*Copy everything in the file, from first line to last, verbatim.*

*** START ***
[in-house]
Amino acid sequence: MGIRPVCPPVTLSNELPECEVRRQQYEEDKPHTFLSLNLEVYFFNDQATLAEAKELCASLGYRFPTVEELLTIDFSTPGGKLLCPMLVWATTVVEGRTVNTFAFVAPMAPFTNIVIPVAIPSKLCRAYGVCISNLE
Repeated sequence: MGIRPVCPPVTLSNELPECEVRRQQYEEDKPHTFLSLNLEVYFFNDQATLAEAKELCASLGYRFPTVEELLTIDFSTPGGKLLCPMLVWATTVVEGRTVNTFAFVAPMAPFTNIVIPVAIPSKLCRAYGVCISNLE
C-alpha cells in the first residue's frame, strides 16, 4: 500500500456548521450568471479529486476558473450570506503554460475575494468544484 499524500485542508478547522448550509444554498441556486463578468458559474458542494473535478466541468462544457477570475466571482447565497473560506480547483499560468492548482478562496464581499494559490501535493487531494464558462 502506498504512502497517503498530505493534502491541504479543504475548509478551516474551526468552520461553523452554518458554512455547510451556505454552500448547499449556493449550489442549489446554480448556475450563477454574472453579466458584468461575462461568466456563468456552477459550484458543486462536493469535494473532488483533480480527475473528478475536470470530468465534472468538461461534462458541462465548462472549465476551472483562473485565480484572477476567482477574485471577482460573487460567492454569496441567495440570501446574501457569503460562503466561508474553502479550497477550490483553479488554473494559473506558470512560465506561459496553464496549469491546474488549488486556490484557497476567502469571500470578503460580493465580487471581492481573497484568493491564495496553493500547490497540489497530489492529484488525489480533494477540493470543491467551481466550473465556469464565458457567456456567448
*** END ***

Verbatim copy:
[in-house]
Amino acid sequence: MGIRPVCPPVTLSNELPECEVRRQQYEEDKPHTFLSLNLEVYFFNDQATLAEAKELCASLGYRFPTVEELLTIDFSTPGGKLLCPMLVWATTVVEGRTVNTFAFVAPMAPFTNIVIPVAIPSKLCRAYGVCISNLE
Repeated sequence: MGIRPVCPPVTLSNELPECEVRRQQYEEDKPHTFLSLNLEVYFFNDQATLAEAKELCASLGYRFPTVEELLTIDFSTPGGKLLCPMLVWATTVVEGRTVNTFAFVAPMAPFTNIVIPVAIPSKLCRAYGVCISNLE
C-alpha cells in the first residue's frame, strides 16, 4: 500500500456548521450568471479529486476558473450570506503554460475575494468544484 499524500485542508478547522448550509444554498441556486463578468458559474458542494473535478466541468462544457477570475466571482447565497473560506480547483499560468492548482478562496464581499494559490501535493487531494464558462 502506498504512502497517503498530505493534502491541504479543504475548509478551516474551526468552520461553523452554518458554512455547510451556505454552500448547499449556493449550489442549489446554480448556475450563477454574472453579466458584468461575462461568466456563468456552477459550484458543486462536493469535494473532488483533480480527475473528478475536470470530468465534472468538461461534462458541462465548462472549465476551472483562473485565480484572477476567482477574485471577482460573487460567492454569496441567495440570501446574501457569503460562503466561508474553502479550497477550490483553479488554473494559473506558470512560465506561459496553464496549469491546474488549488486556490484557497476567502469571500470578503460580493465580487471581492481573497484568493491564495496553493500547490497540489497530489492529484488525489480533494477540493470543491467551481466550473465556469464565458457567456456567448